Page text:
Basics of CRM Success

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CRM basics

What to Focus On

In working together with firms of all sizes on CRM projects, I have come to appreciate that there is no “one size fits all” for CRM success – either in terms of systems or functions. What is more important is to understand what you are trying to accomplish –the firm’s unique needs and goals– and then to fully evaluate all of the solutions that are available to see which can best meet those needs and goals. Ultimately, a CRM system should help your firm solve problems and automate processes.

It’s important to remember that CRM is about people, process and technology. When CRM systems failed to meet expectations in the past – and a significant number of them did – it was often due to the people and process issues rather than the technology. So to succeed with CRM, focus on people, processes and problems first, products second.

What is Essential?

Once you have finished with your internal assessment, you are ready to consider solutions. One of the ‘must haves’ is seamless integration with Outlook. Let’s face it, attorneys are busy. These people are balancing client demands – and sometimes demanding Clients – with critical deadlines and significant billable hour requirements, while being leg-ironed to their BlackBerrys and wading through a never-ending flood of e-mails. They will not adopt a system that requires them to change their business processes or sit in tedious training classes to learn new software.

But while attorneys may be averse to spending time ‘managing’ contacts in a new system, they live or die by their current systems for managing e-mail, calendars and contacts, primarily Outlook. In fact, for solos and very small firms, Outlook is often the primary – and sometimes the only – tool they use to manage their Client and contact relationships. As a result, any system that does not almost completely and seamlessly integrate with Outlook will not succeed in a law firm. This has been proven by the number of failed implementations of systems without this tight integration. This is also a reason to work with a CRM provider with experience in working with professional services firms and to select a system that has been built to accommodate their needs and processes.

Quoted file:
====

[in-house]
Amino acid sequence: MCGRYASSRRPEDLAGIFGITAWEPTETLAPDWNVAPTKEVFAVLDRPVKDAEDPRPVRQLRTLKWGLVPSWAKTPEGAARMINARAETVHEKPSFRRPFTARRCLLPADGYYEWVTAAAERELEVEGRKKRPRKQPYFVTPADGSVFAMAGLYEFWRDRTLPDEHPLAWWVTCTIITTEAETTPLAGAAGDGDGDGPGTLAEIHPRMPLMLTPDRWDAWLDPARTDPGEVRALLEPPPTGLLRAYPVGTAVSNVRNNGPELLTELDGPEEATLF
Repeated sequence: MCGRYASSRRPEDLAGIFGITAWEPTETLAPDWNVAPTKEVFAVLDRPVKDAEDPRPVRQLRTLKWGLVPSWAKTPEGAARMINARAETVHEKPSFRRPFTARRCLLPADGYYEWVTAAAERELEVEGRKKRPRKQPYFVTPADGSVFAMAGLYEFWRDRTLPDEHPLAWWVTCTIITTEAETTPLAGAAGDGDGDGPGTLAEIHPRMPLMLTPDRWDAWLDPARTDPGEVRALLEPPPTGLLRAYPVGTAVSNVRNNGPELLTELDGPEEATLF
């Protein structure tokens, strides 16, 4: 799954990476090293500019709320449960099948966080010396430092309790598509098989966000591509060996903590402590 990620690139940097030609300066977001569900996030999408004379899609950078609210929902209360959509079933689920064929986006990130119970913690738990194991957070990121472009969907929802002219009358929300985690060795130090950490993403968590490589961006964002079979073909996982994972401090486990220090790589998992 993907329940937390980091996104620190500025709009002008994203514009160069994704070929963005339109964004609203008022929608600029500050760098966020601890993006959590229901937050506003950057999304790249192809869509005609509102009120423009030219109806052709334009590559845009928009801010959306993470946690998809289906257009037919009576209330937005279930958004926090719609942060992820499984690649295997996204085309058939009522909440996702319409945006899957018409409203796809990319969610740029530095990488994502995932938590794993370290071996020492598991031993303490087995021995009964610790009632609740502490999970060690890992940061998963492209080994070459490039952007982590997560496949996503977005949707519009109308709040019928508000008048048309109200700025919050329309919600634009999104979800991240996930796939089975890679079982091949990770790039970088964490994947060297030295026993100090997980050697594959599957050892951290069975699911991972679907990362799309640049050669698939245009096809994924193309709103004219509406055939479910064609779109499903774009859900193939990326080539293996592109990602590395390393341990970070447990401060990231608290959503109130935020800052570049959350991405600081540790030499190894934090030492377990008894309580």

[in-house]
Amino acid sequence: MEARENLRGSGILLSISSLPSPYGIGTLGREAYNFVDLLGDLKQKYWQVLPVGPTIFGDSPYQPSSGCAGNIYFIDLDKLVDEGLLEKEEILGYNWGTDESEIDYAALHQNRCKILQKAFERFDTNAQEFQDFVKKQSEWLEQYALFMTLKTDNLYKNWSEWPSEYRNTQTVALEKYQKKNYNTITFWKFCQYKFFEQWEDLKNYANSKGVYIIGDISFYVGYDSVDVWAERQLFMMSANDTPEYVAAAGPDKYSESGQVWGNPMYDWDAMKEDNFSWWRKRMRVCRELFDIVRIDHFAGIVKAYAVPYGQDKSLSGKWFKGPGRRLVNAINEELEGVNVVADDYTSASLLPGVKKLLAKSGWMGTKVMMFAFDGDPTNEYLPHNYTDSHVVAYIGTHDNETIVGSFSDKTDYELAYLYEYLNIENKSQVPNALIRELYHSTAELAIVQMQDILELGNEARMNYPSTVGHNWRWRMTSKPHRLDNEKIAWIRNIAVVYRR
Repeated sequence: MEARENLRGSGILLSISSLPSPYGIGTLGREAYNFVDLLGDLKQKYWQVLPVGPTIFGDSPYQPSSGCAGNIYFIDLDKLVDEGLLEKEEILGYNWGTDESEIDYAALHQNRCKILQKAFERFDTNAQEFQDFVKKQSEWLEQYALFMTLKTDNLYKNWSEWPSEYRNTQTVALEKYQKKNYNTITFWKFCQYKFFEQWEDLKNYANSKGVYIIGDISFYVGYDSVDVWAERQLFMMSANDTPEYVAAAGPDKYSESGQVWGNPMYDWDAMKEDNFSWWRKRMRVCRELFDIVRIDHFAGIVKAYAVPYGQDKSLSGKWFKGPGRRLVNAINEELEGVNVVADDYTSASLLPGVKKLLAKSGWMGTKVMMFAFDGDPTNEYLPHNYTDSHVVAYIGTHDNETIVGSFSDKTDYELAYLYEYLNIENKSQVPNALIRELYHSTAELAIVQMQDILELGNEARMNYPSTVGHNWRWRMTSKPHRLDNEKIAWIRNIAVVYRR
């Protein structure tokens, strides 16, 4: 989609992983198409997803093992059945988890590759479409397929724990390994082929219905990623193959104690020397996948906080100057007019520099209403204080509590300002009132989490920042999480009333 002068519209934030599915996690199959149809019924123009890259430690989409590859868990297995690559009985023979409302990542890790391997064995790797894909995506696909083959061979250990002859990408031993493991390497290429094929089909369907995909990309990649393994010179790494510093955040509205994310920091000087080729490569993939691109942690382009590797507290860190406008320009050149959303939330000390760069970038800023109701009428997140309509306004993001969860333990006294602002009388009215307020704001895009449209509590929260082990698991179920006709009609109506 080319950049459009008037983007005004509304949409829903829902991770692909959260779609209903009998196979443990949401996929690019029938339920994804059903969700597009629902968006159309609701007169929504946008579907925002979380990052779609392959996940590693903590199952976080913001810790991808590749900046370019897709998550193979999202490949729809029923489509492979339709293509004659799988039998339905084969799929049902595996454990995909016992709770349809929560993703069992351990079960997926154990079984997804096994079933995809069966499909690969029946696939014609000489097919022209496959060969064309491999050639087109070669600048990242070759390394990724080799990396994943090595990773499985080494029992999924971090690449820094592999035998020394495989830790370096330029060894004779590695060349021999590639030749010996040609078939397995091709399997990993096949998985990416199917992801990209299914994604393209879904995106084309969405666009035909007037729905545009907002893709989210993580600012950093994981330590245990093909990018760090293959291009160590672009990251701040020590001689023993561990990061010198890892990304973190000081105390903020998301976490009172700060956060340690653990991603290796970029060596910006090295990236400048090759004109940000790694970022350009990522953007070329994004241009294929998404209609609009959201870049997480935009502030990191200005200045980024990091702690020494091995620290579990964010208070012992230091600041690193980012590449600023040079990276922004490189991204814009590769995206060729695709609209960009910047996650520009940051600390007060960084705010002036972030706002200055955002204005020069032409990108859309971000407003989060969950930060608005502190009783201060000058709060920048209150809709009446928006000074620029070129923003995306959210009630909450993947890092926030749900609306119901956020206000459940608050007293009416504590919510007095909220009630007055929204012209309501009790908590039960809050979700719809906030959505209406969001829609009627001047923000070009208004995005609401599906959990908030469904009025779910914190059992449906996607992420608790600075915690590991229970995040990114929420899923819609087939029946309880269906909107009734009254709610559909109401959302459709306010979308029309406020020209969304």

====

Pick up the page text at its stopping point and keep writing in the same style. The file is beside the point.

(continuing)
Which System Should We Choose?

We are fortunate to have a number of knowledgeable CRM providers with specific professional services industry expertise including

  • ContactEase from Cole Valley
  • Intellipad from Versys
  • InterAction from LexisNexis
  • Legal360 from SAGlobal
  • OnePlace CRM based on the Salesforce platform

Two of these companies, ContactEase and InterAction, are leaders in their respective segments and have been providing Client Relationship Management solutions for law firms for over a decade. The others are more recent contenders who seek to provide innovations in areas such as enhanced functionality, integration and ease of use.

All of the companies understand both the profession and the business of law and have excellent products and technology created and customized specifically to succeed in a law firm environment. Unlike non-legal CRM providers whose products may or may not ‘sync’ with Outlook in order to move Outlook contacts into a separate system, some of these products truly integrate. For the attorney, this means accessing the core functionalities of CRM without leaving the Outlook environment. It also reduces the time and effort required for training. In fact, some firms have capitalized on this fact to brand their newly installed CRM system as simply the firm’s new version of Outlook. Alternatively, some of the newer systems have found ways to utilize tools and technology to automate the capture of contacts, saving time for the attorneys – or removing them from the process of contact management as much as possible.

What Will It Cost?